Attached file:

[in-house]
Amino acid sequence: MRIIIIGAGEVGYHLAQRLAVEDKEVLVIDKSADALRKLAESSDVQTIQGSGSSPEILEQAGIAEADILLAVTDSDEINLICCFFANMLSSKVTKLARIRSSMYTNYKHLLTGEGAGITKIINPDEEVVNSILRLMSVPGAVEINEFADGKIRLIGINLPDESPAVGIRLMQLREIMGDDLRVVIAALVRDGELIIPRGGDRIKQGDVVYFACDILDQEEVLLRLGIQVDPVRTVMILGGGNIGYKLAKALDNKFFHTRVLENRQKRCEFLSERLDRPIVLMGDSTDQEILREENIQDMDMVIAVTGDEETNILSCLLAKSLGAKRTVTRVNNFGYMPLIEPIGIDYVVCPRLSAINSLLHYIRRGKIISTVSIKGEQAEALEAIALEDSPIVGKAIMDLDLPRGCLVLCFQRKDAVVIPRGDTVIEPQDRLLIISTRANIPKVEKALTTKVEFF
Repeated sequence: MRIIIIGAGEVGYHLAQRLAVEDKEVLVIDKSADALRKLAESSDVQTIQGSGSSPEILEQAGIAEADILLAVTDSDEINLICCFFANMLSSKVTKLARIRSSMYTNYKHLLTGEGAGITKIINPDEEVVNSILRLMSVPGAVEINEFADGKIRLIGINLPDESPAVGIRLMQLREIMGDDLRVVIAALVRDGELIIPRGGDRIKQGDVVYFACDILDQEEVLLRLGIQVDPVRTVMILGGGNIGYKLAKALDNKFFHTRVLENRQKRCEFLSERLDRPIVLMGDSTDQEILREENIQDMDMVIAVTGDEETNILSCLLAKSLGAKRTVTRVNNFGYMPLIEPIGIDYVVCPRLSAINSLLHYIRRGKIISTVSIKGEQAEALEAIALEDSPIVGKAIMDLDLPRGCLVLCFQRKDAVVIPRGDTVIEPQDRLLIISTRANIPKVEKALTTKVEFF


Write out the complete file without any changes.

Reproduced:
[in-house]
Amino acid sequence: MRIIIIGAGEVGYHLAQRLAVEDKEVLVIDKSADALRKLAESSDVQTIQGSGSSPEILEQAGIAEADILLAVTDSDEINLICCFFANMLSSKVTKLARIRSSMYTNYKHLLTGEGAGITKIINPDEEVVNSILRLMSVPGAVEINEFADGKIRLIGINLPDESPAVGIRLMQLREIMGDDLRVVIAALVRDGELIIPRGGDRIKQGDVVYFACDILDQEEVLLRLGIQVDPVRTVMILGGGNIGYKLAKALDNKFFHTRVLENRQKRCEFLSERLDRPIVLMGDSTDQEILREENIQDMDMVIAVTGDEETNILSCLLAKSLGAKRTVTRVNNFGYMPLIEPIGIDYVVCPRLSAINSLLHYIRRGKIISTVSIKGEQAEALEAIALEDSPIVGKAIMDLDLPRGCLVLCFQRKDAVVIPRGDTVIEPQDRLLIISTRANIPKVEKALTTKVEFF
Repeated sequence: MRIIIIGAGEVGYHLAQRLAVEDKEVLVIDKSADALRKLAESSDVQTIQGSGSSPEILEQAGIAEADILLAVTDSDEINLICCFFANMLSSKVTKLARIRSSMYTNYKHLLTGEGAGITKIINPDEEVVNSILRLMSVPGAVEINEFADGKIRLIGINLPDESPAVGIRLMQLREIMGDDLRVVIAALVRDGELIIPRGGDRIKQGDVVYFACDILDQEEVLLRLGIQVDPVRTVMILGGGNIGYKLAKALDNKFFHTRVLENRQKRCEFLSERLDRPIVLMGDSTDQEILREENIQDMDMVIAVTGDEETNILSCLLAKSLGAKRTVTRVNNFGYMPLIEPIGIDYVVCPRLSAINSLLHYIRRGKIISTVSIKGEQAEALEAIALEDSPIVGKAIMDLDLPRGCLVLCFQRKDAVVIPRGDTVIEPQDRLLIISTRANIPKVEKALTTKVEFF